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Title: The Private Eye : the depiction, of introspection in selected Works by Gustave Flaubert and Theodor Fontane
Author: Peck, Thomas
Awarding Body: University of London
Current Institution: University College London (University of London)
Date of Award: 1996
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The introduction sets out the thematic concerns which I wish to explore in Fontane's and Flaubert's fiction. It also incorporates a review of previous comparative literature which has focused on these two authors. Part I contains five sections, one from each of the novels I wish to discuss (Schach von Wuthenow, Madame Bovary, Irrungen, Wirrungen, L'education sentimentale and Effi Briest). Each section depicts moments of crisis and intense inwardness on the part of the characters which are analysed according to the criteria outlined in the introduction. The basic issue in each case is the same; what is the status and nature of these seemingly private moments? Part II develops the issues raised in the close readings: i. The nature of the characters' perception both of 'outer' and 'inner' worlds (the environment and the self) is investigated, especially in those moments when characters undergo personal crises. Whereas Fontane's characters' introspection is marked by an initial critical insight into social prejudices followed by a fading of such clarity of insight and a reassertion of the values of the status quo, the reaction of Flaubert's characters to crises is a striking absence of interior debate. By investigating the expectations of the characters, which are revealed in this depiction of 'inwardness' throughout the novels, I suggest that all the characters indulge in self-manipulation of one kind or another, a process to which I apply (in modified form) Gaultier's term bovarysme: the ability to conceive of the self other than as it truly is. ii. Such expectations have a profound effect on the characters' experiences throughout the novels. Their aspiring to experience emotional validation through 'bedrock feeling', a perceived touchstone for the self-understanding of the individual, can be viewed as a hope for authenticity. However, the characters' experiences and states of being do not validate such expectation, and the novels reveal that, in Fontane's case, the resultant inauthentic nature of experience is governed by internalised social values (the 'private' persona is revealed to be dominated by a 'public' discourse) whereas in Flaubert's case, it is governed by internalised sentimental/Romantic values. This goes to the heart of the question of why the protagonists in the major novels of Fontane and Flaubert express a deeply-rooted dissatisfaction with the experiences of their lives. Finally, the Concluding Comments briefly outline how the themes of this thesis are pertinent to an assessment of each of these authors in the broader context of European Literature of the nineteenth century.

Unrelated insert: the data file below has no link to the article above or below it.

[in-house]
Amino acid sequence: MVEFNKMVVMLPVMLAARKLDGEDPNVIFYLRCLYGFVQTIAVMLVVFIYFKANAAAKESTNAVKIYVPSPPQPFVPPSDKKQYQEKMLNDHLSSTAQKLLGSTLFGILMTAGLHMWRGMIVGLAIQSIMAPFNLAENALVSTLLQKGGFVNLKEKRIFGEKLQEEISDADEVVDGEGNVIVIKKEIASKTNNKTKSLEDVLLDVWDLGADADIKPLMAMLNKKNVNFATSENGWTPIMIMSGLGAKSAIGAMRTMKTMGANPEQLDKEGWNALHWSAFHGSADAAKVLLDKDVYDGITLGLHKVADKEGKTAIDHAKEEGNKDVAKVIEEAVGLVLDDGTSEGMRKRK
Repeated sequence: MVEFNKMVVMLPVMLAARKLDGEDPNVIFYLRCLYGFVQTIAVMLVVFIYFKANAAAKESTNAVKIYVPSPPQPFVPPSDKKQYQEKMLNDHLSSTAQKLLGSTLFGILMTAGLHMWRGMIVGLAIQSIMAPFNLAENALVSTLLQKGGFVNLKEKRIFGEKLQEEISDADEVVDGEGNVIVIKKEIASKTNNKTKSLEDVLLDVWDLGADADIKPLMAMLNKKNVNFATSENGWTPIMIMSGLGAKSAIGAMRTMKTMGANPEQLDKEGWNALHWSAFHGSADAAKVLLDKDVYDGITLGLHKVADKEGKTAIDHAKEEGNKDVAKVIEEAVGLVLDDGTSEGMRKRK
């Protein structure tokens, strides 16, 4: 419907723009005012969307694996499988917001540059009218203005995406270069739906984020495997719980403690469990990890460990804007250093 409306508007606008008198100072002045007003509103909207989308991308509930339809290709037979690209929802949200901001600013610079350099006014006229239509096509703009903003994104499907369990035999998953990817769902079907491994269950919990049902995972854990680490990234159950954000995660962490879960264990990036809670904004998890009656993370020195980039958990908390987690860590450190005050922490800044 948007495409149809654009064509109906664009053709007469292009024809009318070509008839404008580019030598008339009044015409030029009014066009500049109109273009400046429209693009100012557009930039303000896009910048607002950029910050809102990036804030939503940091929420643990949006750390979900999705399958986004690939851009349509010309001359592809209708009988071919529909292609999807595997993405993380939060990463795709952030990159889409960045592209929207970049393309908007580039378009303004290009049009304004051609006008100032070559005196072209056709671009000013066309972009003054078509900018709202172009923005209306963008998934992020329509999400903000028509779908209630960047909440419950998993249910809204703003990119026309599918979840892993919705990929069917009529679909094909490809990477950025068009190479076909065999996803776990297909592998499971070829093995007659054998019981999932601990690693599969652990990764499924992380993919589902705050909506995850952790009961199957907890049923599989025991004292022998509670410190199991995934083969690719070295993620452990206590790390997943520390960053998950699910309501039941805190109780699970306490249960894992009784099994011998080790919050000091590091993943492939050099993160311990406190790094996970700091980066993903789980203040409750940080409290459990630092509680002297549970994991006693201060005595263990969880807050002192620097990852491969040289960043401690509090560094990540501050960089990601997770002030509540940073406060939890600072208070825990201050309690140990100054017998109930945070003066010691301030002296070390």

Supervisor: Not available Sponsor: Not available
Qualification Name: Thesis (Ph.D.) Qualification Level: Doctoral
EThOS ID:  DOI: Not available